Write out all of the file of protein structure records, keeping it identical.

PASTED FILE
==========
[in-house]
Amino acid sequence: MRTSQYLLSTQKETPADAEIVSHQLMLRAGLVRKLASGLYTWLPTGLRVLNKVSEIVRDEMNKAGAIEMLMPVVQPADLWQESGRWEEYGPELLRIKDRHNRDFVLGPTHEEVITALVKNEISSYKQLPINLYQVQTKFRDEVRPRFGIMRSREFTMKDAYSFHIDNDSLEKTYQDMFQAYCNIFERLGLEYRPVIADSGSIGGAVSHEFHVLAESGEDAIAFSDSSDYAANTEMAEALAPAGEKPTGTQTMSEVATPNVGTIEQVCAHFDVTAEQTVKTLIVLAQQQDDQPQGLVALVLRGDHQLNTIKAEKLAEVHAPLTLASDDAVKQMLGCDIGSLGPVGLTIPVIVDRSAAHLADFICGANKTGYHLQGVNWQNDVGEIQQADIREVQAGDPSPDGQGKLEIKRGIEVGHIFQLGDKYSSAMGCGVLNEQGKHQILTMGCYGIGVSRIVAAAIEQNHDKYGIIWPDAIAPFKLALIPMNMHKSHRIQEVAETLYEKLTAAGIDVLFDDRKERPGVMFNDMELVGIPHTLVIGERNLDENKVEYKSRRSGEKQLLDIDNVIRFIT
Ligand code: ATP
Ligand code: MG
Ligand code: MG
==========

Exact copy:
[in-house]
Amino acid sequence: MRTSQYLLSTQKETPADAEIVSHQLMLRAGLVRKLASGLYTWLPTGLRVLNKVSEIVRDEMNKAGAIEMLMPVVQPADLWQESGRWEEYGPELLRIKDRHNRDFVLGPTHEEVITALVKNEISSYKQLPINLYQVQTKFRDEVRPRFGIMRSREFTMKDAYSFHIDNDSLEKTYQDMFQAYCNIFERLGLEYRPVIADSGSIGGAVSHEFHVLAESGEDAIAFSDSSDYAANTEMAEALAPAGEKPTGTQTMSEVATPNVGTIEQVCAHFDVTAEQTVKTLIVLAQQQDDQPQGLVALVLRGDHQLNTIKAEKLAEVHAPLTLASDDAVKQMLGCDIGSLGPVGLTIPVIVDRSAAHLADFICGANKTGYHLQGVNWQNDVGEIQQADIREVQAGDPSPDGQGKLEIKRGIEVGHIFQLGDKYSSAMGCGVLNEQGKHQILTMGCYGIGVSRIVAAAIEQNHDKYGIIWPDAIAPFKLALIPMNMHKSHRIQEVAETLYEKLTAAGIDVLFDDRKERPGVMFNDMELVGIPHTLVIGERNLDENKVEYKSRRSGEKQLLDIDNVIRFIT
Ligand code: ATP
Ligand code: MG
Ligand code: MG